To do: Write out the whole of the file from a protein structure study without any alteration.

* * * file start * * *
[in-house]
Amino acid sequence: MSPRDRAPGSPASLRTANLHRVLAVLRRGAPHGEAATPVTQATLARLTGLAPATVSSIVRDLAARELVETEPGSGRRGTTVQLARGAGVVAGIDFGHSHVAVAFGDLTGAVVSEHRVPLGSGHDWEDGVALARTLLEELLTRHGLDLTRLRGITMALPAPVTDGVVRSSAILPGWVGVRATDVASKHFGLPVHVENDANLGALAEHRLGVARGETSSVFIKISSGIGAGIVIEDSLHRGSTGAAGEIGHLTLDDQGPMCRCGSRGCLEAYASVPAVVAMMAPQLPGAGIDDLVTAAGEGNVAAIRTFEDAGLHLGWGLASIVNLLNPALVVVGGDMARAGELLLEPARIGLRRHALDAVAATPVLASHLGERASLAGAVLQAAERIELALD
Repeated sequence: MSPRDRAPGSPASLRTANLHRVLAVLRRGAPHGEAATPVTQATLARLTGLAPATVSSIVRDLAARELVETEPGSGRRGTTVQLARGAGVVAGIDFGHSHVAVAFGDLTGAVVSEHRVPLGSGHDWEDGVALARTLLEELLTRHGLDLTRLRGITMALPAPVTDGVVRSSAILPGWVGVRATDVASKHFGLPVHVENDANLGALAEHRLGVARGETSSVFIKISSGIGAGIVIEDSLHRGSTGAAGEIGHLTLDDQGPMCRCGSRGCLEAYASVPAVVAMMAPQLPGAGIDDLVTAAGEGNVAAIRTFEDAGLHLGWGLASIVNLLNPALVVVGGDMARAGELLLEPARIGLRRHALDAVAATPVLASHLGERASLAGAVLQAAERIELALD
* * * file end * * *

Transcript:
[in-house]
Amino acid sequence: MSPRDRAPGSPASLRTANLHRVLAVLRRGAPHGEAATPVTQATLARLTGLAPATVSSIVRDLAARELVETEPGSGRRGTTVQLARGAGVVAGIDFGHSHVAVAFGDLTGAVVSEHRVPLGSGHDWEDGVALARTLLEELLTRHGLDLTRLRGITMALPAPVTDGVVRSSAILPGWVGVRATDVASKHFGLPVHVENDANLGALAEHRLGVARGETSSVFIKISSGIGAGIVIEDSLHRGSTGAAGEIGHLTLDDQGPMCRCGSRGCLEAYASVPAVVAMMAPQLPGAGIDDLVTAAGEGNVAAIRTFEDAGLHLGWGLASIVNLLNPALVVVGGDMARAGELLLEPARIGLRRHALDAVAATPVLASHLGERASLAGAVLQAAERIELALD
Repeated sequence: MSPRDRAPGSPASLRTANLHRVLAVLRRGAPHGEAATPVTQATLARLTGLAPATVSSIVRDLAARELVETEPGSGRRGTTVQLARGAGVVAGIDFGHSHVAVAFGDLTGAVVSEHRVPLGSGHDWEDGVALARTLLEELLTRHGLDLTRLRGITMALPAPVTDGVVRSSAILPGWVGVRATDVASKHFGLPVHVENDANLGALAEHRLGVARGETSSVFIKISSGIGAGIVIEDSLHRGSTGAAGEIGHLTLDDQGPMCRCGSRGCLEAYASVPAVVAMMAPQLPGAGIDDLVTAAGEGNVAAIRTFEDAGLHLGWGLASIVNLLNPALVVVGGDMARAGELLLEPARIGLRRHALDAVAATPVLASHLGERASLAGAVLQAAERIELALD